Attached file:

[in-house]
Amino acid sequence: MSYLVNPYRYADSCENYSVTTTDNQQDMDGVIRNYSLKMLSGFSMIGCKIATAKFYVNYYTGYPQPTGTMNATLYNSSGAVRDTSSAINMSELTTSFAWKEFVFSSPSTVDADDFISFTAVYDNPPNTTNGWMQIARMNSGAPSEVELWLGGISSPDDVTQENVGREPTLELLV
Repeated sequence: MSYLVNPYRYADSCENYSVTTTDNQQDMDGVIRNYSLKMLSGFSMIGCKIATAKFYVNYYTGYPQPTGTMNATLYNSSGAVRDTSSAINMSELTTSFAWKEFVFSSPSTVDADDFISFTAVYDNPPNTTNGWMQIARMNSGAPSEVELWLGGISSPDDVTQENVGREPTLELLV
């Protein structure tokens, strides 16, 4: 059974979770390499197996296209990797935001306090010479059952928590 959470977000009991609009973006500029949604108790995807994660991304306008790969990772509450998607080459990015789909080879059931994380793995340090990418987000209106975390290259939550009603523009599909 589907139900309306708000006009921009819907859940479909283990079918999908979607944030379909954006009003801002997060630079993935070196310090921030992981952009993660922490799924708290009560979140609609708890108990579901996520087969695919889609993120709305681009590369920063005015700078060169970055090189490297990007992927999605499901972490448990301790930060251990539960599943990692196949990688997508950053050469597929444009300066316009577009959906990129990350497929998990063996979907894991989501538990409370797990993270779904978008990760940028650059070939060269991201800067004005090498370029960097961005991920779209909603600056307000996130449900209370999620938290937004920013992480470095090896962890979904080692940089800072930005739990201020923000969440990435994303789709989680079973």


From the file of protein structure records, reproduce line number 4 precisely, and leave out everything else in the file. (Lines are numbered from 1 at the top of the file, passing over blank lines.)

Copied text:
């Protein structure tokens, strides 16, 4: 059974979770390499197996296209990797935001306090010479059952928590 959470977000009991609009973006500029949604108790995807994660991304306008790969990772509450998607080459990015789909080879059931994380793995340090990418987000209106975390290259939550009603523009599909 589907139900309306708000006009921009819907859940479909283990079918999908979607944030379909954006009003801002997060630079993935070196310090921030992981952009993660922490799924708290009560979140609609708890108990579901996520087969695919889609993120709305681009590369920063005015700078060169970055090189490297990007992927999605499901972490448990301790930060251990539960599943990692196949990688997508950053050469597929444009300066316009577009959906990129990350497929998990063996979907894991989501538990409370797990993270779904978008990760940028650059070939060269991201800067004005090498370029960097961005991920779209909603600056307000996130449900209370999620938290937004920013992480470095090896962890979904080692940089800072930005739990201020923000969440990435994303789709989680079973």